It would be different for someone who isn’t a Black photographer. News organizations are still flying out their white photographers to cover the protests. They’re out here because they want to win something, because they want to get recognized for their work, but it’s not their story to tell. There are plenty of talented Black photographers who need to be hired, and some places are finally hiring photographers of color. But most of the news organizations’ freelance photographers are white—it’s a white space. It’s amazing to see them starting to hire photographers of color now, but are they going to keep doing it? Or are they going to go back to their same white roster? I want to see people documenting their own stories.
RO: What do you hope the protests accomplish?
NB: A few years ago, I was driving with my sister—we had just left dinner—and I got pulled over. I hadn’t been drinking at all, but the cop asked me if I was, because I was so afraid that something would go wrong that I was stumbling over my words and had no clue what restaurant we’d just left five minutes ago. I want to live in a world where I don’t tremble in fear when I get pulled over for a traffic violation. People die over that now. I don’t want to live in a world where that happens. I don’t want to fear that, and I don’t want to fear that for my family members, or my children. I just don’t.
I went to a vigil last night and I took a photo of three Black boys, brothers. They were there with their mom, and they were all riding their bicycles. Ahmaud Arbery literally got shot just for running. These boys could get killed just for riding their bikes in the wrong neighborhood. And when I say wrong neighborhood, I mean a predominantly white neighborhood, not “the hood,” what people usually mean by “wrong neighborhood.” Even on a regular day, when I see young Black children, I just think, man, you have no clue. You have no idea what’s ahead of you, or what could happen tomorrow.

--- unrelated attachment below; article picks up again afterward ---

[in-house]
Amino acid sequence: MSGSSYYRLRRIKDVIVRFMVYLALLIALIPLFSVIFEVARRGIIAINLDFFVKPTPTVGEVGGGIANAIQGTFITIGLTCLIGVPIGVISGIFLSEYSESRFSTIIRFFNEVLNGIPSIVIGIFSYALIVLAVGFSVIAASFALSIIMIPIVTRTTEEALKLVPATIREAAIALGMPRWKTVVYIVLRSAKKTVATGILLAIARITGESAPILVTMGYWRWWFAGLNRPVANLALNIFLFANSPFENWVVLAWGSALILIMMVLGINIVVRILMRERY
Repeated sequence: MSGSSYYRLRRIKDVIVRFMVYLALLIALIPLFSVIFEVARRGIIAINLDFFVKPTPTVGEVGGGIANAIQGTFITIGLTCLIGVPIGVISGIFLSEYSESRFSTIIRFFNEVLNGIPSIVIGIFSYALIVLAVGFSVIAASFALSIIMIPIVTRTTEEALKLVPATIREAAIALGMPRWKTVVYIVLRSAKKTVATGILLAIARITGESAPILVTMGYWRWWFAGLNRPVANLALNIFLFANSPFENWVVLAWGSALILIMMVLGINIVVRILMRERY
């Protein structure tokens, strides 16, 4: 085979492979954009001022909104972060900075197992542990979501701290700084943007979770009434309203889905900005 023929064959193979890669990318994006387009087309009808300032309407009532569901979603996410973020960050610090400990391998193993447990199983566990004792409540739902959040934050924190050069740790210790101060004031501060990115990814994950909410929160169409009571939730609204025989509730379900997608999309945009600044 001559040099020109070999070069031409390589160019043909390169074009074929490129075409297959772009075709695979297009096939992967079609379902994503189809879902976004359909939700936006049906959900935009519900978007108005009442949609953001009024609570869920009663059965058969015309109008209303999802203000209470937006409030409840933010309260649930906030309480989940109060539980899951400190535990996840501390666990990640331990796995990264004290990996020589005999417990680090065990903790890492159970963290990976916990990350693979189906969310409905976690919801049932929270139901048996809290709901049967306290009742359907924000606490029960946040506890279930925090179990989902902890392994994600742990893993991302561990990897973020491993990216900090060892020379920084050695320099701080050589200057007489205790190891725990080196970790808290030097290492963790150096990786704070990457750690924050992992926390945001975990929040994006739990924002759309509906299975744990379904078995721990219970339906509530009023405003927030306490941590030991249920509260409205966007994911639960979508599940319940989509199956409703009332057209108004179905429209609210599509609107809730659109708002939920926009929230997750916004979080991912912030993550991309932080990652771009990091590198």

We’re fighting for this younger generation. We want to make sure they don’t have to deal with this. I don’t want to have a kid in the future, a young Black kid, and worry that he’s going to get hurt, or end up in the system and never get out. I worry about the psychological effects of that. I’m sure our parents, our grandparents, everyone before has said that, but until things change, we’re going to keep being out here. Until they change, we have to keep talking about the same things.
I don’t lose hope about things changing in the world. There’s so much regarding race relations that hasn’t been talked about amongst families, or colleagues—or politicians, who are the people who can begin to make some of these systematic changes. This year has been crazy enough that I believe we can truly make the changes we deserve if we get together and demand the same things collectively. That is the only way we can shift the course of history.